Welcome to In The Frame, a format that focuses on a topic that's near and dear to the heart of many card game enthusiasts: Card Art!
No matter what forums or threads you're visiting, there are always people that show their appreciation for these little pictures. Whether it be through simple comments on reveals, some custom cards, or even some self-made pieces - players really can't get enough of them, and that's to no one's surprise! These little artworks can convey so much: Character, storytelling, emotion, flavour... all of that in such tiny frames! I'm sure that a lot of you do one specific thing every time a new set gets released: Go through the gallery and look for your favourite art for this expansion. And if you're just like me, you might even craft that one, no matter if it's meta-defining or utter meme-y trash (looking at you, Temporus).
It always amazes me that, depending on the Game, hundreds of unique cards with distinct artwork are produced on a regular basis. Think about it: No matter if it's a big shiny meta breaker, a cool and fringe tech card, or a little will-never-be-seen-summoned token, they all have one thing in common: An artist has to create them.
And with that in mind, have you ever wondered how artists do that? How do they come up with their ideas? What goes into the creation of card art? And why do Artists portray characters the way they do? Well, if so, then I might have some good news for you!
In this new format, I want to find answers to questions like these and much more! I want to find out how an idea goes from a simple concept to a fully fleshed out art piece, what artists do to get inspired, and what techniques are used. Since I'm someone who is working on becoming an illustrator one day, I'd also like to share and test my bit of knowledge, and hopefully, learn something in the meantime. Maybe we can also start some discussions and even further the community's appreciation and interest in card art.
For this first article, I thought it would be fitting to start with something basic and check out, how an artist gets commissioned for work, and how an eventual creation process might look like.
Let's get started!
Alright, where to begin?
How about we take a deeper look into how the TCG-Titan itself, Magic: The Gathering, handles its art? With almost 3 decades of experience in printing, more than 20.000 individual cards published, and thousands of articles and essays are written about, MTG has a lot to offer when it comes to teaching people how to design a card game and, of course, create artwork!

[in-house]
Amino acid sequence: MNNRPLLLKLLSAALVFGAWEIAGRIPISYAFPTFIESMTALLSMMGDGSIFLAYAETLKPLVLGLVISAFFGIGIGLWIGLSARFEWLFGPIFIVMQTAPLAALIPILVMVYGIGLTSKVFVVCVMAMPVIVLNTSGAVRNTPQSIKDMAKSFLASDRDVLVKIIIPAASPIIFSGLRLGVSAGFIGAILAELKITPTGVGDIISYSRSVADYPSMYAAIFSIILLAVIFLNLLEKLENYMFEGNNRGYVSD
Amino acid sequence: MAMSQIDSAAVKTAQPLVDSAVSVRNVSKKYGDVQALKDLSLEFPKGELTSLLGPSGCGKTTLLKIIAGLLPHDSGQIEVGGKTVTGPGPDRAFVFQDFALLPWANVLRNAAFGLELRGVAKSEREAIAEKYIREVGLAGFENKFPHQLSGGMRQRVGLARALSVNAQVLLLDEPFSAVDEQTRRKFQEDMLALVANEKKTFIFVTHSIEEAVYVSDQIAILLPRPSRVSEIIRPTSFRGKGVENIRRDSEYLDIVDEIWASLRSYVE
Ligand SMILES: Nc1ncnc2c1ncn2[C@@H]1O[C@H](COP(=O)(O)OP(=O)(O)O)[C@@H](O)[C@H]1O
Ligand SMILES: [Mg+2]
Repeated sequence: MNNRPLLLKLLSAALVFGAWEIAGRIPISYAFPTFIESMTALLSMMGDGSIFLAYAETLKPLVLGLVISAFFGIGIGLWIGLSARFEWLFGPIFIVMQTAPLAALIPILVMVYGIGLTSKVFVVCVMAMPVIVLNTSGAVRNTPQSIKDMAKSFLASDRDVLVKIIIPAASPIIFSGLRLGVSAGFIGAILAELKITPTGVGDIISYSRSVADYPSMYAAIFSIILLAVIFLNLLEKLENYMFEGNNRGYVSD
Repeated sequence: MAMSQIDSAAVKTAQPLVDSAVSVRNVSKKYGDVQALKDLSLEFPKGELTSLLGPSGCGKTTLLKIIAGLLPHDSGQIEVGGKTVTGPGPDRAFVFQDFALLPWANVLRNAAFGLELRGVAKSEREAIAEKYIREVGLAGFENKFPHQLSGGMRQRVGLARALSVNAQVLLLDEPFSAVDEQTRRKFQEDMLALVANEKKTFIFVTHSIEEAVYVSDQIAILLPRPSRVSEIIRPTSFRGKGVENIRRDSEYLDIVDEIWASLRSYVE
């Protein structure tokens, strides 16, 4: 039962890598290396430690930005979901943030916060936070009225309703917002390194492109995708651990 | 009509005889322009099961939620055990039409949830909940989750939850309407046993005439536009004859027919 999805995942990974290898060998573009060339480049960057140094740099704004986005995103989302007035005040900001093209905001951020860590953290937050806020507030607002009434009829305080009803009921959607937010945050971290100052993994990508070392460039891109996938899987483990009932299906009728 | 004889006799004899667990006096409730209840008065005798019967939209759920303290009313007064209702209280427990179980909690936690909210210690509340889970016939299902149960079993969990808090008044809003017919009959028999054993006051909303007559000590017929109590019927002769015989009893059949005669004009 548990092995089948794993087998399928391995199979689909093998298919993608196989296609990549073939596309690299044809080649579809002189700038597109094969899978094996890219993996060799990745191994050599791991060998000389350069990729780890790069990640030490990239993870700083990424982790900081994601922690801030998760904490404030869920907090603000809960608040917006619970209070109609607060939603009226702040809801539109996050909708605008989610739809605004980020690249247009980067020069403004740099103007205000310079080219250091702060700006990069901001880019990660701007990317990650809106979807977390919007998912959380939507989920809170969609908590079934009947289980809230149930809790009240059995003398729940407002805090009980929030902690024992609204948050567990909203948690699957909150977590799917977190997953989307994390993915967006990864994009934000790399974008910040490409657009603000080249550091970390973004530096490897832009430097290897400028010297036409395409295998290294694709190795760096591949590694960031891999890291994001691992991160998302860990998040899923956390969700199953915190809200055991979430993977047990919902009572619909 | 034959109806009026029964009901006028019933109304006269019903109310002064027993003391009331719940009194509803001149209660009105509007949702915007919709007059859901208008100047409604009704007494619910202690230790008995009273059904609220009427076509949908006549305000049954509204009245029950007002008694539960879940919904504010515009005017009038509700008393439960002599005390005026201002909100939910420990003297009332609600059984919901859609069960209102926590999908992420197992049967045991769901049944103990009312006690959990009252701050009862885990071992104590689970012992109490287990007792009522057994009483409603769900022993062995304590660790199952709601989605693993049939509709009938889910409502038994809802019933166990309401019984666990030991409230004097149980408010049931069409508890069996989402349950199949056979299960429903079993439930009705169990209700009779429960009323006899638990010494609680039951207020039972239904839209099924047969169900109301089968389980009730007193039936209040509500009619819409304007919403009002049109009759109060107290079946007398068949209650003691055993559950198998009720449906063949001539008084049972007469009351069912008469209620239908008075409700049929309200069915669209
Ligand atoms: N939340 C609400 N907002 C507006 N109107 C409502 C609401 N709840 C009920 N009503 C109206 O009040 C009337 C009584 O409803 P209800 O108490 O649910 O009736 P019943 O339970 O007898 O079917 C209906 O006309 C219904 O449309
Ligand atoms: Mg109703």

One of those helpful resources is written by Matt Cavotta, an Illustrator who worked for MTG. Back in 2007, Matt released an article called "How Art Thou?" for his column on the official MTG website. In it, he explains how Magic commissions its art with the help of an example:
"We're going to follow our fictitious friend, Dude Painter, from the point where Jeremy Jarvis, Magic's art director, has decided to assign him his first Magic illustration job. (This is not about how he contacted Jeremy or what he did to impress him—that's meat for another barbecue.)…
… Soon he will get an email from Jarvis that looks something like this:
Art Commissioned to Dude Painter – [email protected]
ART ID: 5555555 TITLE: [Raging Rigger]*
SIZE: 2 1/16" (52mm) wide x 1 1/2" (38mm) tall PRICE: $X SKETCH DUE: 6/26/2013 12:00:00 AM ART DUE: 7/24/2013 12:00:00 AM
Color: Red creature
Location: Unimportant; perhaps craggy wasteland
Action: Show a female goblin rigger leaping off of the base of a rusty bronze monument to attack foes below. (See style guide for reference on riggers and monuments.)
Focus: The goblin attacker
Mood: Move over Jimmy "Superfly" Snuka…
Now he grabs his sketchbook and starts going to town…"
The author then goes on and talks a bit about how artists can add their own ideas. As it turns out, there are some ways one can put their creative spin on something AND keep in line with the instructions:
"…He says that Dude can rework it however he wants to focus on the weapon rather than the monument. "What's most important," Jarvis writes, "is not to include the monument, but to show a world in which the monument could exist."
This reminds me a lot of working on Ravnica. Artists did not absolutely have to put buildings in their art, but they did have to show a world that did not contradict a city setting."
Matt continues with other examples of what specific instructions commissions can have, and how the parties work together to come to the best possible result. If you want a little bit more detail from the article, check it out here!